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Feb 5, 2013

Businesses could save millions as ‘common sense’ returns to health and safety

Two reports have revealed the Government is making significant progress in attempting to restore common sense to health and safety; potentially saving businesses millions.

The first report comes from Professor Ragnar Lofstedt who found the government have put into place many of the measures he suggested could tackle over-zealous health and safety procedures in 2011.

A second report found 23 of the 35 suggestions in Lord Young’s 2010 ‘Commons Sense, Common Safety’ paper had been implemented.

Lord Young suggested changes should be made to stop the growth of a compensation culture and address the unfavourable view many have of health and safety regulations.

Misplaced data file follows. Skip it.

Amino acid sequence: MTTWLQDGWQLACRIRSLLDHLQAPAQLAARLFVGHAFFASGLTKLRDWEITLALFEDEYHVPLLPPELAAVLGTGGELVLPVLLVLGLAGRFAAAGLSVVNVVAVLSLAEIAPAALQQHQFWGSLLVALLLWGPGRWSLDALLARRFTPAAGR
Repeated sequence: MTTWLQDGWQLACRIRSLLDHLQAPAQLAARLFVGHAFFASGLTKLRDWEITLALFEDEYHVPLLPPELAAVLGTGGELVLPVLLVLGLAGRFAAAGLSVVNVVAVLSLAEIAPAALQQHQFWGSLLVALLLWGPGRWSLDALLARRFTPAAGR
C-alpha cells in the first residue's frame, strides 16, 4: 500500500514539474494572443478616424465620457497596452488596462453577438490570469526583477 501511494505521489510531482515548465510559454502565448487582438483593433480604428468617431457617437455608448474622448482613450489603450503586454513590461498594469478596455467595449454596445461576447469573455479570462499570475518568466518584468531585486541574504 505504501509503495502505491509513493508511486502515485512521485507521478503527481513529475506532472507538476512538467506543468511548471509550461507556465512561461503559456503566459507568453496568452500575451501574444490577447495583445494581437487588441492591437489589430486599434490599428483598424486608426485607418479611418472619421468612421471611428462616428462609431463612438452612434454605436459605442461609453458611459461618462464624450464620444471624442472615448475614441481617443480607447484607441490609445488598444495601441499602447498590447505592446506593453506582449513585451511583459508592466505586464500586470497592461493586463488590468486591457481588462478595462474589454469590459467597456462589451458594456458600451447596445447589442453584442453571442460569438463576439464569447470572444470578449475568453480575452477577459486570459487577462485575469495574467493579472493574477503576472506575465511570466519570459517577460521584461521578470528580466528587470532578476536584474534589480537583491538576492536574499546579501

Mark Hoban, Minster for Employment, said: “For too long businesses have been confused by health and safety regulations which cost them money and take up time when they should be focusing on growth.

“Health and safety is important, but its focus should be where risks are high. These reports show just how much progress we have made in restoring clarity to the system, and over the coming months I'll be making sure common sense prevails.”

It is thought simply changing regulations surrounding the reporting of workplace accidents could save businesses £5 million over a 10-year period.

Other changes include streamlining risk assessment procedures, scrapping outdated guidelines, and simplifying the procedures by which businesses test electrical equipment.

Chair of the Federation of Small Businesses’ Health and Safety committee Mark Boughton commented: “The FSB welcomes the progress made so far on reforming health and safety and the work being done to cut unnecessary red tape, which will save small businesses time and money.

“It is important that employers can focus on managing real risk, not unnecessary paperwork, and these changes are helping to achieve that.”

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